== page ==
The UK’s NHS is taking a back-to-basics approach during this pandemic.
Doctors working on some of London’s busiest wards are using walkie talkies, pagers and smartphones to communicate during working hours.
Despite what the future has in store, the relationship between healthcare and big tech firms in Britain is deeply at odds from what is real for Doctors and Nurses during this coronavirus crisis.
A senior Doctor working the intensive care wards of a central London hospital said that daily care is back to basics: a permanent crisis state of scrubs, Crocs and 14-hr shifts.
London Doctors are using “walkie talkies” during emergencies in the anaesthetics and intensive care wards, adding that there is a “dirty inside clean outside” rule in place for wards and rooms with coronavirus patients. The use of mobile phones is prohibited inside affected wards.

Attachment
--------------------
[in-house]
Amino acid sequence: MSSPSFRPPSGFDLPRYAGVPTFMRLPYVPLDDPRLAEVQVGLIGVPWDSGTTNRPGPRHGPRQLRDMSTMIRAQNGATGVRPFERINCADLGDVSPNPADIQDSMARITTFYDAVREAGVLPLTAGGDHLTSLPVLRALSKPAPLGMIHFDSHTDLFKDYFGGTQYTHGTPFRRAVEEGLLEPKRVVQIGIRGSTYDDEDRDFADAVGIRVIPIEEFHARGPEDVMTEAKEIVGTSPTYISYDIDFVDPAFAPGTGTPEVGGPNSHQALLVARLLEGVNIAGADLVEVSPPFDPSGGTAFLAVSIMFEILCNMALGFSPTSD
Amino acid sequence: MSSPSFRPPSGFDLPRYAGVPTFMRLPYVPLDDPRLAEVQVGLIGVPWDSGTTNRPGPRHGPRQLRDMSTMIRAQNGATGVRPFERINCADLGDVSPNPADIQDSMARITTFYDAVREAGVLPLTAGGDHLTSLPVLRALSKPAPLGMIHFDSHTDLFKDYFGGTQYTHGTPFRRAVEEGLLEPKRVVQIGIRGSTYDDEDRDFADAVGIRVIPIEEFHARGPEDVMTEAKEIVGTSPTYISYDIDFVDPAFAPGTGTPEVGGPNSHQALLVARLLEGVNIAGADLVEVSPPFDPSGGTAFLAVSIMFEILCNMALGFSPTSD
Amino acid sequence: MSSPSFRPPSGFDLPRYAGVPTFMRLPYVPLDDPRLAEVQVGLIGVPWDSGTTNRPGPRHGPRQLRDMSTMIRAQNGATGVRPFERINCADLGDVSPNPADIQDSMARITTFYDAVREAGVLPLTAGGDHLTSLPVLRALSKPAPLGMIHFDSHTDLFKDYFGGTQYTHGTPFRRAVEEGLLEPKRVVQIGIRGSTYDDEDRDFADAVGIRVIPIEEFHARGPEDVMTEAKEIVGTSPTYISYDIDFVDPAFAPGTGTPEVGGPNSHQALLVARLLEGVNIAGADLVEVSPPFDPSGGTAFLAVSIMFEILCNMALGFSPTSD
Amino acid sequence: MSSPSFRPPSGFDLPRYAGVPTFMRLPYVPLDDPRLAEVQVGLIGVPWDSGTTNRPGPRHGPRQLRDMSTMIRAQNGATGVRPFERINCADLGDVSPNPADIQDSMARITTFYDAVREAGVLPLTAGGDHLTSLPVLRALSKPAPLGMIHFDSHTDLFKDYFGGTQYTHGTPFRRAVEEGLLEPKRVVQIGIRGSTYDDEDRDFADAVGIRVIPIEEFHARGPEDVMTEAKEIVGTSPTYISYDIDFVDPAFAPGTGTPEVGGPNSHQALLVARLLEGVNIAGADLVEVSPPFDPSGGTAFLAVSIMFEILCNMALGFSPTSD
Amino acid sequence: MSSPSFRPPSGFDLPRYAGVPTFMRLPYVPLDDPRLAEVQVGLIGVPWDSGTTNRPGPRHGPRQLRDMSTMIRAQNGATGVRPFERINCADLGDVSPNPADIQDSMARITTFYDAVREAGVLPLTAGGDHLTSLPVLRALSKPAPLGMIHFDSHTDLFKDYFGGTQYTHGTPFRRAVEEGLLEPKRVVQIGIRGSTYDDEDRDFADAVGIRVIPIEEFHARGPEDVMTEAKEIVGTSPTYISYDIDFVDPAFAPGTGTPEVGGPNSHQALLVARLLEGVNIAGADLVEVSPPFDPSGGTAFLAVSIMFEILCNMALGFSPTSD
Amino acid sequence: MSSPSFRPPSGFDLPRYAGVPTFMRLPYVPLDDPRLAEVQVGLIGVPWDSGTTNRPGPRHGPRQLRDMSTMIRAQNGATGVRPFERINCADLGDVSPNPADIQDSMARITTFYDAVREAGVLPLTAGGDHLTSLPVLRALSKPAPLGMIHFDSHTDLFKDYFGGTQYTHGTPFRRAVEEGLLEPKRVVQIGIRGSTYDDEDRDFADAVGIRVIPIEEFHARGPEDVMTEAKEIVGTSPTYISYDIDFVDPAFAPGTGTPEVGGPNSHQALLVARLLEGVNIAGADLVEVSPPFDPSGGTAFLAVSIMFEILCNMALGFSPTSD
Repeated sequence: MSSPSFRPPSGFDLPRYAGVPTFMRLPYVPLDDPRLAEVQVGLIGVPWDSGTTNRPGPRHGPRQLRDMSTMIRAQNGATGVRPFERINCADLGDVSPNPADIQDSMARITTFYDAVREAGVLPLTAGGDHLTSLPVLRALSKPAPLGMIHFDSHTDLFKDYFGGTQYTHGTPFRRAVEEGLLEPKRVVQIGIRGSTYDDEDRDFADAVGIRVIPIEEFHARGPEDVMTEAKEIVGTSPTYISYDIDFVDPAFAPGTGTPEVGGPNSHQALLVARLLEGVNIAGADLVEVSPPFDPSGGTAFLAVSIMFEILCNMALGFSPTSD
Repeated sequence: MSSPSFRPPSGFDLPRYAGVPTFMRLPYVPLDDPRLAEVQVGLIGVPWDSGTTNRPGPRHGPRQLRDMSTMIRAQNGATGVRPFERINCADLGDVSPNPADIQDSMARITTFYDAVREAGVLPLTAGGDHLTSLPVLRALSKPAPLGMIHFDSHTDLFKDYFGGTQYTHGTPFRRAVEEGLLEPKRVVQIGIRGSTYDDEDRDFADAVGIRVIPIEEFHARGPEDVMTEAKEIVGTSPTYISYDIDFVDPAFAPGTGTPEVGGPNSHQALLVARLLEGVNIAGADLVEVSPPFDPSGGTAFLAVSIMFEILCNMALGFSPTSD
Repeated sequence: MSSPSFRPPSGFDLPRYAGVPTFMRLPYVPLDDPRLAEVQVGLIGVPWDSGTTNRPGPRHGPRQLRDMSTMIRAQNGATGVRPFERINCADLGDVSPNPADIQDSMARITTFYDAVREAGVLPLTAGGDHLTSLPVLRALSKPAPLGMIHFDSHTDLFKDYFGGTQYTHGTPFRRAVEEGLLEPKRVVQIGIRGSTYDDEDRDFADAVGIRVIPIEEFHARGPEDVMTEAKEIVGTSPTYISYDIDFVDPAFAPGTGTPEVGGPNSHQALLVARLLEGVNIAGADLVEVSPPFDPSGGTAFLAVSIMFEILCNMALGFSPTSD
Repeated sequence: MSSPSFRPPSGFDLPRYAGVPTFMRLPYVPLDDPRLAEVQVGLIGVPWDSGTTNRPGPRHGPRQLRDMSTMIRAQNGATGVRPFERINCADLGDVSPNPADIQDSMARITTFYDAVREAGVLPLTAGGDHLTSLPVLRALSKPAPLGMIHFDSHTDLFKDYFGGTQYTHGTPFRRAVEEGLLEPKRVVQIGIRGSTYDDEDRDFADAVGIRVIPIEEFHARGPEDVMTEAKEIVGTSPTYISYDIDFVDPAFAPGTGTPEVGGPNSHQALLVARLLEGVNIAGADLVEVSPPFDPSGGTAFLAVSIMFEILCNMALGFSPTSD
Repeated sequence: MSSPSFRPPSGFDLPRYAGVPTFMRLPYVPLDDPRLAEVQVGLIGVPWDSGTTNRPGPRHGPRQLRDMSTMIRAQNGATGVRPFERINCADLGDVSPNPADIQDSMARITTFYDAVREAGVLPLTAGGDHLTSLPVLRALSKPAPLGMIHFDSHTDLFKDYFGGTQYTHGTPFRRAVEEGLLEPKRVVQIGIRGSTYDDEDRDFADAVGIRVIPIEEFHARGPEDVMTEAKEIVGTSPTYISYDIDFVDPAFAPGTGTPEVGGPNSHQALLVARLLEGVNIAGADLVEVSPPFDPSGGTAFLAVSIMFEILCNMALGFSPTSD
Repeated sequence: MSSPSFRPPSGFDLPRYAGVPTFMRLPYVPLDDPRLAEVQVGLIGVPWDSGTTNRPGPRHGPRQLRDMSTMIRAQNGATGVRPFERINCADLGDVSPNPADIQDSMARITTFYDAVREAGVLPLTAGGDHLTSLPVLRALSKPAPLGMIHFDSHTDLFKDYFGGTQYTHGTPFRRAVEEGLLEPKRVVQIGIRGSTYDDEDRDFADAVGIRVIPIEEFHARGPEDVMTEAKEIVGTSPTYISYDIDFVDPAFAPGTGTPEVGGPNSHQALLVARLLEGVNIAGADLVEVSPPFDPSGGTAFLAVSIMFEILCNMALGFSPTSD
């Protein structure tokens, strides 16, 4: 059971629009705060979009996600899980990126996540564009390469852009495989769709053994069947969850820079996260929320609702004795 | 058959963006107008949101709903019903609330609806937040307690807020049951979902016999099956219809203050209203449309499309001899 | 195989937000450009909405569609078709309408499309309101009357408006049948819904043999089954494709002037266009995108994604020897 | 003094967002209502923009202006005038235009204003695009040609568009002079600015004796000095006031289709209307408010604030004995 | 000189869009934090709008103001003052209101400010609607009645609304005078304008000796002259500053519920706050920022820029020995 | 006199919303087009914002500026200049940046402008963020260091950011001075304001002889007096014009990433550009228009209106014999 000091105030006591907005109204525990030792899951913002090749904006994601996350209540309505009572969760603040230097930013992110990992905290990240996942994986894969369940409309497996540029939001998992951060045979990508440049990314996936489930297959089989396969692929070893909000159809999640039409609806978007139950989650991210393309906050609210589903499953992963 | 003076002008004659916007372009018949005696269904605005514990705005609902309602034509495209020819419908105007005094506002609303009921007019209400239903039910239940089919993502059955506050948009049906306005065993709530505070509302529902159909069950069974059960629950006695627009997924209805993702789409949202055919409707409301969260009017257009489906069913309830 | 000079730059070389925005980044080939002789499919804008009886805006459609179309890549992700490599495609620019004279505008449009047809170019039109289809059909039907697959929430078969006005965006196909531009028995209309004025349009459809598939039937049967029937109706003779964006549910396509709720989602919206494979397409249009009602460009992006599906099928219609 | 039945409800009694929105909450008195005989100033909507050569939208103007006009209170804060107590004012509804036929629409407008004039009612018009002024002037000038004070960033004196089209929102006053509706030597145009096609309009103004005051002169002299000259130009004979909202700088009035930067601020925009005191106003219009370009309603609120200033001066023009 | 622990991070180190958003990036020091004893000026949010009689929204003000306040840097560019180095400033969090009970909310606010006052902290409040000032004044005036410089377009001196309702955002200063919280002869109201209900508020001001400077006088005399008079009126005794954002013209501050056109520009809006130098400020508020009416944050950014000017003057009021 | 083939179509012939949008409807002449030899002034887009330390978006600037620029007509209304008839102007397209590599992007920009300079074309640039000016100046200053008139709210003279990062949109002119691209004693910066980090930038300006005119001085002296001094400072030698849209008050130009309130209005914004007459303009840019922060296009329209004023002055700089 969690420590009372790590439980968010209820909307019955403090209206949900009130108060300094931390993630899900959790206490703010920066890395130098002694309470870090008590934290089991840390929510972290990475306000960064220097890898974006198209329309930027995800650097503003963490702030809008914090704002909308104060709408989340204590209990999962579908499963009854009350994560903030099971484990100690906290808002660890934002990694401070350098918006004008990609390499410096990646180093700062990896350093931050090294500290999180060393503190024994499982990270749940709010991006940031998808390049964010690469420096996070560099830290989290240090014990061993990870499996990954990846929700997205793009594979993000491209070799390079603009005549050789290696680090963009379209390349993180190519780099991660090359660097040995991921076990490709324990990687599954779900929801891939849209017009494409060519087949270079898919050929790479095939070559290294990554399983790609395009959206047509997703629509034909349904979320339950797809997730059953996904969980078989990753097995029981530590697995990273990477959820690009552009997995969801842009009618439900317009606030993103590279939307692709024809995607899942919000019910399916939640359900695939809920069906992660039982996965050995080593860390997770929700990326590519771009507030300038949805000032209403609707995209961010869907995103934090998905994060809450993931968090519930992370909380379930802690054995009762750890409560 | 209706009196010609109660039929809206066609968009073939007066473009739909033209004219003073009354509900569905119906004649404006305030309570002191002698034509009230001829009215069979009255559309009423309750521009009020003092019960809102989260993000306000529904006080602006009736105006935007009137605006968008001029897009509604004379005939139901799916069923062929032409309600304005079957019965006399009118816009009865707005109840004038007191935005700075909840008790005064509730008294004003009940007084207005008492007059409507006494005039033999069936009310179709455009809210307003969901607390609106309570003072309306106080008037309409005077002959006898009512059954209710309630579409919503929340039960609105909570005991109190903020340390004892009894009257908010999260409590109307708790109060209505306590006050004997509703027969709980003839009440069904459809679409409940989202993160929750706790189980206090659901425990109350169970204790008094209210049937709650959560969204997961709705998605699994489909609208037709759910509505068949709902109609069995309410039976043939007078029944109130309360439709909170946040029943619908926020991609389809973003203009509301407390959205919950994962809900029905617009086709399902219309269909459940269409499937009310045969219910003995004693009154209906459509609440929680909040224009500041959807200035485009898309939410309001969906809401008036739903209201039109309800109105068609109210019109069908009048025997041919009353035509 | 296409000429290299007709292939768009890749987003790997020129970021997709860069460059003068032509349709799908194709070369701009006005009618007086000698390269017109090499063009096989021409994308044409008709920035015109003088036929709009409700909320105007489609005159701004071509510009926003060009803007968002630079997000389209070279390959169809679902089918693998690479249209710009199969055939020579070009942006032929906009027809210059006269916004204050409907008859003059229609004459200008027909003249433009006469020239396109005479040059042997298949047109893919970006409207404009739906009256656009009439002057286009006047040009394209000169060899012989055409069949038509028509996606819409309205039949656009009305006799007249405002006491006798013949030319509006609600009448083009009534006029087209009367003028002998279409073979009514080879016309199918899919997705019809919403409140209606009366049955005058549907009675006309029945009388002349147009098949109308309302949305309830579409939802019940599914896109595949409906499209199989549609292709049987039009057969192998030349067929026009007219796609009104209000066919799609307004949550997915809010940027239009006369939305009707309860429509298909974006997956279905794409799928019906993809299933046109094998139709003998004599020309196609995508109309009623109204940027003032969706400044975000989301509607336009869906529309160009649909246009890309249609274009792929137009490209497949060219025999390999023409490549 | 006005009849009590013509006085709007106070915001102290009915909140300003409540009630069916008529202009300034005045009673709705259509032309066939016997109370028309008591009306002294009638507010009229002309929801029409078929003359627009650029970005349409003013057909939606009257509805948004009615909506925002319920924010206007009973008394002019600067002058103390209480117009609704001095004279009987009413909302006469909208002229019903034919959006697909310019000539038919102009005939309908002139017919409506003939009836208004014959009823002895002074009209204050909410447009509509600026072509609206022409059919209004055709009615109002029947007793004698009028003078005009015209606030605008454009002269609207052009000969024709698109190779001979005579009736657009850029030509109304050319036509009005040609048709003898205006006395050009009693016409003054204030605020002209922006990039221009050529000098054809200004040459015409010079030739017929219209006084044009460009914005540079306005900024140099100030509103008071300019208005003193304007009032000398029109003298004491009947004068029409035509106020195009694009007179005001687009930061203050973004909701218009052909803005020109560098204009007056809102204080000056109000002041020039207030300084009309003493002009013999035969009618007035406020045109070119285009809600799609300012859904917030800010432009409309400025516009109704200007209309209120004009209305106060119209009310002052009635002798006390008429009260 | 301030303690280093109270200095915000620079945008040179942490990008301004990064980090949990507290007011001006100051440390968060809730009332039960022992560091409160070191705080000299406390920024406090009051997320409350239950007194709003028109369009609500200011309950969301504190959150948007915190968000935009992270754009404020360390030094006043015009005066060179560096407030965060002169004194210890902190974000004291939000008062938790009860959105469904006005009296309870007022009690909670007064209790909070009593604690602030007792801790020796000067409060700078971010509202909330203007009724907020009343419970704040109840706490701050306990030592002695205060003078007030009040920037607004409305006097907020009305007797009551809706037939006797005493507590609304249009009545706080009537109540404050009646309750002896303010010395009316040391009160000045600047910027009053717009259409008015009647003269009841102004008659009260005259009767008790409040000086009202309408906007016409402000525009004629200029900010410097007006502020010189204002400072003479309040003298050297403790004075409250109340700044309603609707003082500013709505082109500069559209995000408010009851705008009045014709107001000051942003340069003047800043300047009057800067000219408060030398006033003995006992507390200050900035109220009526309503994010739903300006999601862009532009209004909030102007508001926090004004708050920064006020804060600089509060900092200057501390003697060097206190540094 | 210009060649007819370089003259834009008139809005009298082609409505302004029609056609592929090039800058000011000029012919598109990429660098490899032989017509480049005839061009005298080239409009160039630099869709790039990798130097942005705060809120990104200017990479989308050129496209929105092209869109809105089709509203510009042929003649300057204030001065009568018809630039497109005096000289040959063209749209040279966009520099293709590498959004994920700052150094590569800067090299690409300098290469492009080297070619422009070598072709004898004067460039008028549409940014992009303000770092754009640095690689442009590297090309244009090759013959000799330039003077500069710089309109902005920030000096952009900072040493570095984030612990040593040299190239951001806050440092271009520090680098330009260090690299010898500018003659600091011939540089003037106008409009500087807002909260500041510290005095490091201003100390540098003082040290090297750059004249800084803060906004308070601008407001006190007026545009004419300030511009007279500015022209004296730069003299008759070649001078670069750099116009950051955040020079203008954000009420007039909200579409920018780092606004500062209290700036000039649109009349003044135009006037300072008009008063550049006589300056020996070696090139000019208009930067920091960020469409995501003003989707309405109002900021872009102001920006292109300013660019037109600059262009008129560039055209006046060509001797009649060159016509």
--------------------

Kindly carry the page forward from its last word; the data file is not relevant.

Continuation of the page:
The question of phones not being allowed in certain wards has not been addressed or discussed.
NHS Digital said that “decisions on how things are used need to be made by each local organisation,” passing responsibility for its use back down to the professionals.
A spokesperson for NHS Digital confirmed to the press that “the number of active users of MS Teams in NHS organisations has increased from 13,886 on 24 March to 38,154 on 26 March.”
The high tech world and Britain’s NHS during the current crisis.
The Big Q + A: “Should NHS hospital groups radically change their workflow because there’s a new shiny object?, he asks, “The answer is no. If what you have got works for you, do not f**k with it.”
A spokesperson from Microsoft (NASDAQ:MSFT) declined to comment.
Note: Microsoft Teams (MS Teams) is a way for Teams to work from home and stay connected. Includes: Office Apps Built-In, Cloud Phone System, Video Conferencing, App Integrations, Part of Office 365, and Instant Messaging.
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